ONE SMALL STEP FOR MAN, ONE GIANT STEP BACK FOR CAPE TOWN

Daily Dispatch - - Front Page - Tom Ea­ton Ea­ton is a Tiso Black­star Group colum­nist

Colum­nist Tom Ea­ton lumps city’s new mayor, Dan Plato, to­gether with Nazis, rock­ets and his mem­ber­ship with the old Na­tional Party

When Neil Arm­strong walked on the moon it was one small step for a man and a giant leap for mankind. And all thanks to Nazis.

Of course, the Amer­i­cans and the Rus­sians would have got there by them­selves even­tu­ally. But in the late 1940s the metaphor­i­cal rocket fuel at the heart of their re­spec­tive mis­sile and space pro­grammes were Ger­man sci­en­tists and engi­neers, coaxed, co­erced or sim­ply kid­napped at the end of World War 2.

In 1945 they were worth their weight in plu­to­nium. Ger­many’s cul­ture of pro­duc­ing elite physi­cists, cou­pled with Adolf Hitler’s ob­ses­sions with bal­lis­tic su­per-weapons, had pro­duced a crop of brains di­a­bol­i­cally versed in launch­ing large, ex­plo­sive ob­jects a very long way.

As the Third Re­ich col­lapsed and it be­came clear that the next war would prob­a­bly be a nu­clear one be­tween the West and the Soviet Union, Amer­i­can and Rus­sian agents raced each other to scoop up as many of th­ese pul­sat­ing Ger­man brains as they could.

The Amer­i­cans did well: be­tween 1945 and 1959 they whisked more than 1,600 Ger­man sci­en­tists away to the US. The Sovi­ets, un­en­cum­bered by sub­tlety, took a more ro­bust ap­proach: in the small hours of Oc­to­ber 22 1946, se­cret po­lice backed up by Red Army troops rounded up over 2,200 sci­en­tists liv­ing in Soviet-oc­cu­pied Ger­many and hauled them and their fam­i­lies off to the Moth­er­land at gun­point, more than 6,000 in all.

In Moscow, the of­fi­cial line was that the new ar­rivals had been “in­vited” to Rus­sia. US of­fi­cials de­scribed theirs as vol­un­teers kept in pro­tec­tive cus­tody, pre­sum­ably to save them from anti-Ger­man mobs rather than to pre­vent them from high-tail­ing it with a yodel-heyhi-ho all the way back to Bavaria.

The eu­phemism was un­der­stand­able. It would have been con­fus­ing at least, and up­set­ting at worst, for Amer­i­cans and Rus­sians to dis­cover that the peo­ple now keep­ing them safe from each other were the very same peo­ple who had sup­ported Hitler’s party, built his ter­ror weapons and, at least in a few cases, had known about what was hap­pen­ing in the con­cen­tra­tion camps.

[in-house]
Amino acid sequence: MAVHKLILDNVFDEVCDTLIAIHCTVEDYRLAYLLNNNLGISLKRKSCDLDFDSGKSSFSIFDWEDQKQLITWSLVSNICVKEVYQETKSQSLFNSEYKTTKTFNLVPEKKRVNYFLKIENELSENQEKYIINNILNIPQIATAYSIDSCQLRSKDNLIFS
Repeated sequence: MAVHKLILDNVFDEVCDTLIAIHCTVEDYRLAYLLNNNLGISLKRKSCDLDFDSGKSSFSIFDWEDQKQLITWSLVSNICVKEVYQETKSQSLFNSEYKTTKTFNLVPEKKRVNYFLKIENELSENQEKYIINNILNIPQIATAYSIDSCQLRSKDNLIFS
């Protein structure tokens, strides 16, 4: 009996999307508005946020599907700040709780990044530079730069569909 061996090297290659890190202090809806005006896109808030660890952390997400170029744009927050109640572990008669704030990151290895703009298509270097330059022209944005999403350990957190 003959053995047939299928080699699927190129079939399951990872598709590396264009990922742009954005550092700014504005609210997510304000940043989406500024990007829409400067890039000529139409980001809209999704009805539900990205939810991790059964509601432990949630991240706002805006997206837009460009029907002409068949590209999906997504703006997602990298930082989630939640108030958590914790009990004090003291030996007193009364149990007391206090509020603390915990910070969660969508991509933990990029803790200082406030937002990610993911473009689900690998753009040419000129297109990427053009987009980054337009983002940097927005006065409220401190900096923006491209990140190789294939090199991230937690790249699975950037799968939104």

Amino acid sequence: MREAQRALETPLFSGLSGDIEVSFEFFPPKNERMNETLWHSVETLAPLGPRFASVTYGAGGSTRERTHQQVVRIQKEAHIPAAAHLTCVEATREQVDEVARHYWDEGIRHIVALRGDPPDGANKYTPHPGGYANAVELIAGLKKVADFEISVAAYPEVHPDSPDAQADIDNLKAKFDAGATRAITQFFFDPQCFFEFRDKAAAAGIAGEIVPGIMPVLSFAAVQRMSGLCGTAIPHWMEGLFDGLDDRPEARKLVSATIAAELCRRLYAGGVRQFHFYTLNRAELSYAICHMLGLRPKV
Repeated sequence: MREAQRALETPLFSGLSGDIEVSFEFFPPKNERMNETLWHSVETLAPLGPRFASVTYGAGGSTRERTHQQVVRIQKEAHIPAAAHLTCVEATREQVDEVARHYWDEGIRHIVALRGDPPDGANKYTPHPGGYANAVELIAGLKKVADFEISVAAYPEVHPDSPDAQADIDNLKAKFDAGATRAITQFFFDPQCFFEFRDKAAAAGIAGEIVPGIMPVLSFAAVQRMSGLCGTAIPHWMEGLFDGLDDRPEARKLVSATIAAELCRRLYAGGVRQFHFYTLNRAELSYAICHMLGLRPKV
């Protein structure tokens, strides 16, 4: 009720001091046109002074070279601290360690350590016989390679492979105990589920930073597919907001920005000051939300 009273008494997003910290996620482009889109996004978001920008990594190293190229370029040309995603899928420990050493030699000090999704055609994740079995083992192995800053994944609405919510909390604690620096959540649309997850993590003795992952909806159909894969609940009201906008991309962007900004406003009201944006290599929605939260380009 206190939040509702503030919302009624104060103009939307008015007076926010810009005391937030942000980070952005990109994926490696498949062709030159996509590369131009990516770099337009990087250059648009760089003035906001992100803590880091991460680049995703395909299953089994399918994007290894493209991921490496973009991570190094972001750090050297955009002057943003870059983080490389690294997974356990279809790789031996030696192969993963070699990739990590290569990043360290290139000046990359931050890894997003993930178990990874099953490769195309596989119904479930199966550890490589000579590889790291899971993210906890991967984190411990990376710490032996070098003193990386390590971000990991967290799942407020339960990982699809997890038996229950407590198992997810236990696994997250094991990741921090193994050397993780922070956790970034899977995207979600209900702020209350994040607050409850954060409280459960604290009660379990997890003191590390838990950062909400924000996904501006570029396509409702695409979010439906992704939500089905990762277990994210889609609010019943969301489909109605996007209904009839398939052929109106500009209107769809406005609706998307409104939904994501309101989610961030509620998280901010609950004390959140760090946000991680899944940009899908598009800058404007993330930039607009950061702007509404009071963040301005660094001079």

In ret­ro­spect, the pro­pa­ganda worked. Stan­ley Kubrick might have given it a ma­ni­a­cal salute in Dr Strangelove, but th­ese days the only traces of the whole­sale im­por­ta­tion of Nazi tal­ent into the West is the odd chil­dren’s car­toon or su­per­hero movie in which a sharp sci­en­tist has a Ger­man ac­cent or wears a vil­lain­ous mon­o­cle.

For the rest, the US space pro­gramme is all star-span­gled ban­ners, Tom Hanks and lipquiv­er­ing salutes.

There are a few morals to this story. One is that the prim­i­tive no­tion that the enemy of my enemy is my friend can be taken to ab­surdly hyp­o­crit­i­cal lengths. But per­haps the most im­por­tant one is that a filthy past can be laun­dered clean if your skills are in high de­mand.

Which brings me to Dan Plato, Cape Town’s new mayor.

Wait, it’s not what you think. Plato isn’t a Nazi. Or a rocket sci­en­tist for that mat­ter.

But his ap­point­ment did get me think­ing about how much we’re will­ing to for­get or for­give; and that got me think­ing about those ex-Nazis beaver­ing away in their new po­lit­i­cal homes.

Plato, you see, joined the Na­tional Party in 1990. On pur­pose. I know hind­sight is easy. Back then, things were com­pli­cated.

I can, how­ever, only think of three plau­si­ble rea­sons why any­one would have gone out and ac­tively joined the NP in 1990.

The first is that you liked their pol­i­tics and re­cent his­tory. The sec­ond is that you loathed their pol­i­tics and re­cent his­tory but got of­fered a tasty deal.

And the third is that you had been kid­napped by the CCB and forced to sign up at gun­point.

Now, given that the DA is still try­ing to dis­pel the Twit­ter be­lief that it is a Tro­jan Horse crawl­ing with un­trans­formed racists, one has to won­der why it de­cided to ap­point as mayor a guy who once joined the party of to­tal on­slaught, the CCB and SADF-run Inkatha death squads.

And one is left to draw one of only three sen­si­ble con­clu­sions: ei­ther Plato is a po­lit­i­cal rocket sci­en­tist, whisked over from the dark side to give the na­tion the ben­e­fit of his ex­treme skill, or he joined the DA at gun­point, or the DA doesn’t un­der­stand how toxic even a whiff of the NP is to mil­lions of vot­ers.

Then again, per­haps the party is bank­ing on the anaes­thetis­ing ef­fects of time, which turns Nazis into nu­clear war­riors and nor­malises Nats. We might not want to for­give but most of us can’t help for­get­ting, at least the small print about small politi­cians.

Still, for those with longer mem­o­ries, this is all start­ing to feel like one small step for a man and a giant leap back­wards for Cape Town.

One moral of the story is prim­i­tive no­tion that the enemy of my enemy is my friend

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